This past weekend was the meeting of the Society for French Historical Studies at Colorado College. I saw a number of excellent papers and some quite cohesive panels. I’m going to do brief write-ups of only two of these panels. The first, here, is a panel titled “Education, Religion, and Laïcité in Republican France,” with papers by Linda Clark, Eleanor Rivera, and Rachel Hutchins.
Linda Clark—“Women Educators and the Politics of Laïcité: Normal School Directrices, 1879-1889”—spoke about the directrices of écoles normales for women in the first decade after the institution of generalized secondary education for women. In this period, there were approximately 180 such directrices (Clark has the exact number, but I missed it). A few écoles normales already existed, of course, but a large number of new women were needed to run the new schools that would be created under the law. Eventually, although not at first, these women would be trained at the new ENS at Fontenay-aux-Rose. Clark opened her talk with a letter sent by an archbishop to Jules Ferry in 1880. Did Ferry know, the archbishop asked, that one of his directrices was a Protestant? Ferry replied that he did, but that her religion was not important, only her professional capacity. Clark is broadly interested in this question: how laïque were these early teachers? Who were they? Clark’s paper was rich with valuable detail about this all-important group. After all, if the schools were the heart of the republican project, and the republic could survive only if it ‘won the battle’ for women, then this group—those who would run the schools to teach the teachers—was of great importance.
Clark divides her subjects into three groups. There were 17 normal schools for women in France when the new law went into effect in 1879. 10 had laïque directrices, and all these were retained as new schools were opened. This is the first group. Second are the 33 directrices appointed to newly-created schools mostly in the first year (79-80), who did not pass through Fontenay-aux-Rose. Third is the remaining majority, women who passed through the ENS at Fontenay and thus received the laique training that was, ideally, supposed to prepare them for their task.
Clark’s paper showed that, at first, Ferry and co. had to rely on more Catholic teachers, and allowed much greater latitude for the expression of Catholic doctrine on the part of these directrices. In fact, especially in the early years, Catholic directrices sometimes met with more success in effective laicization than did non-Catholics. There was great turnover in the first few years. This depended in part on regional differences, with more turnover in more Catholic areas. Vendé saw four different directrices in four years. Mostly these women were not married. The directrice had to live in the school, so some people thought they should not be married, or perhaps that it wasn’t a good idea to have husbands in the “couvent laïque.” On the other hand there are several examples of married women as directrice causing no particular difficulty or scandal. Republicans were in principle committed to tolerance, so they noticed but accepted Catholic directrices as long as this didn’t disrupt or obstruct laicization. Religious practices on the part of directrices could be cause for dismissal—often were, although sheer incompetence was as well—but there are also cases of directrices being accused, and then defended successfully. Perhaps surprisingly, complaints came both against too radically laïque directrices and against those who were not laïque enough. By the late 1880s, there was less tolerance for Catholics. Once the ENS at Fontenay is running, dismissals because of excessive Catholicism drop off sharply. Only 1 of the 81 who went through was, ultimately, dismissed for catholic practices.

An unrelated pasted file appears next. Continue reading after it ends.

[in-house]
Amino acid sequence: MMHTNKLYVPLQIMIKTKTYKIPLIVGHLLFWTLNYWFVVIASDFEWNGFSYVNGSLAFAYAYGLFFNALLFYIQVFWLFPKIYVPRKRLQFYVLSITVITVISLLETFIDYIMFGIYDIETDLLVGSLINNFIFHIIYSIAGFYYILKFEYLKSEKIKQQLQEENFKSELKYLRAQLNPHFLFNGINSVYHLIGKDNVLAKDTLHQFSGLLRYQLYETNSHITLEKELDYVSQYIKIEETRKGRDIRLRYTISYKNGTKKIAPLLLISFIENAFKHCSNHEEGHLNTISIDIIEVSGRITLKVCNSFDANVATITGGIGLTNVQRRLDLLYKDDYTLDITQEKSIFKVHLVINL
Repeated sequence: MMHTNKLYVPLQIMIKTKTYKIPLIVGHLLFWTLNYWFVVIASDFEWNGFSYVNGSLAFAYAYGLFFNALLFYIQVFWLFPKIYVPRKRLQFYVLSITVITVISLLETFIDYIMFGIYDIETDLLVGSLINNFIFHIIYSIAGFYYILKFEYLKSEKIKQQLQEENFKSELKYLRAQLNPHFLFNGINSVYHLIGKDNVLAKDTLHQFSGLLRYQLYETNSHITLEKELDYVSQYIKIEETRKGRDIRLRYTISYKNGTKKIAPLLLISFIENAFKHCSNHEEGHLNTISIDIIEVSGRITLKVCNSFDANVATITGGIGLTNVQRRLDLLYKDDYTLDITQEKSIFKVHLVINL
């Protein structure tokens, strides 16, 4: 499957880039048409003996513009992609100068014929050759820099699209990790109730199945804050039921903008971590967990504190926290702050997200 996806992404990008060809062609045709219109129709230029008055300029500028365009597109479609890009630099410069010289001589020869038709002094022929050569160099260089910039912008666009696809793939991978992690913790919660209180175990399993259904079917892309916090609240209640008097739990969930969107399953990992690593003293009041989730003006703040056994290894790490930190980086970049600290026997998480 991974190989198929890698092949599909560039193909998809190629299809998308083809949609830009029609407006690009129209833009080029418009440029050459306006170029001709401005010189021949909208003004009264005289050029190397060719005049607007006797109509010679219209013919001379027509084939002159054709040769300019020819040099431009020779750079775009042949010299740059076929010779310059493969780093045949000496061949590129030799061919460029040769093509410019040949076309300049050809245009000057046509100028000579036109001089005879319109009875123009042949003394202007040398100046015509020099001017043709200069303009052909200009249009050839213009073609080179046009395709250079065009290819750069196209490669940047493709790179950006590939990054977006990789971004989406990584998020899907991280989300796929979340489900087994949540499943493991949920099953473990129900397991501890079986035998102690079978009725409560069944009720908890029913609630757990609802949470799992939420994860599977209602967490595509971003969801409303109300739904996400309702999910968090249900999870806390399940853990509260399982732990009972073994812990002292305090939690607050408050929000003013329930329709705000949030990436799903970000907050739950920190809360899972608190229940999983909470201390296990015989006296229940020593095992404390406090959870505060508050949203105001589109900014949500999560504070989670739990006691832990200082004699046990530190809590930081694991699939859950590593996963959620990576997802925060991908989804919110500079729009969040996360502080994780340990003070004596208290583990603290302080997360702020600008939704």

My central take-away here was that, indeed, these directrices were an effectively laïque bunch. Compromises were made, especially at first, but the larger picture is of a surprisingly effective construction of a corps of elite teachers.
Eleanor Rivera’s paper, “Neutral Space: Laïcité and Early Third Republic Classrooms,” also examined the contested edges, we might say, of Ferry-era laicization efforts, but in a quite different mode. She uses the optic of space to inquire about how laicization worked at the level of the primary school, focusing on the Seine-inférieure. In fact what this means is a close look at very local conflicts over the signs and symbols of religion mostly within classrooms—especially crucifixes. I wonder, then, if Rivera’s framing might be different: perhaps it is not so much space as material or visual traces of religion that interests her? Or perhaps I’m over-remembering the spatial framing of her paper?
However that may be, the paper itself was a fascinating and detailed recounting of several such conflicts. Although at a different level of the French educational systems than Clark, Rivera’s paper also demonstrated the great variations according to local response that characterized efforts at laicization—and, concomitantly, the flexibility in many cases of the higher administration. Even after it became illegal to have crucifixes up in classrooms, many remained when local conditions made it difficult for the administration to have them removed without great conflict. Guidelines existed, Rivera tells us, for when and how local teachers might best take these symbols down (over a long break, quietly, quickly, and decisively). Conflicts nonetheless arose. Rivera recounted in some detail one particular sequence in which a local mayor declared his complete legitimacy—given by universal suffrage—in attempting to re-install a crucifix removed from a classroom in his town. This is interesting partly because the election of mayors was an innovation on the part of the Third Republic, and so we see here a nice dialectic of democratic legitimacy being accepted by opponents of republican policies. The broader point of Rivera’s research (at least this part of it) was that especially in primary education, teachers and administrators were willing to retain a substantial amount of Catholic paraphernalia in and around the classroom if it meant they could get the children into the school, and they could still control the curriculum.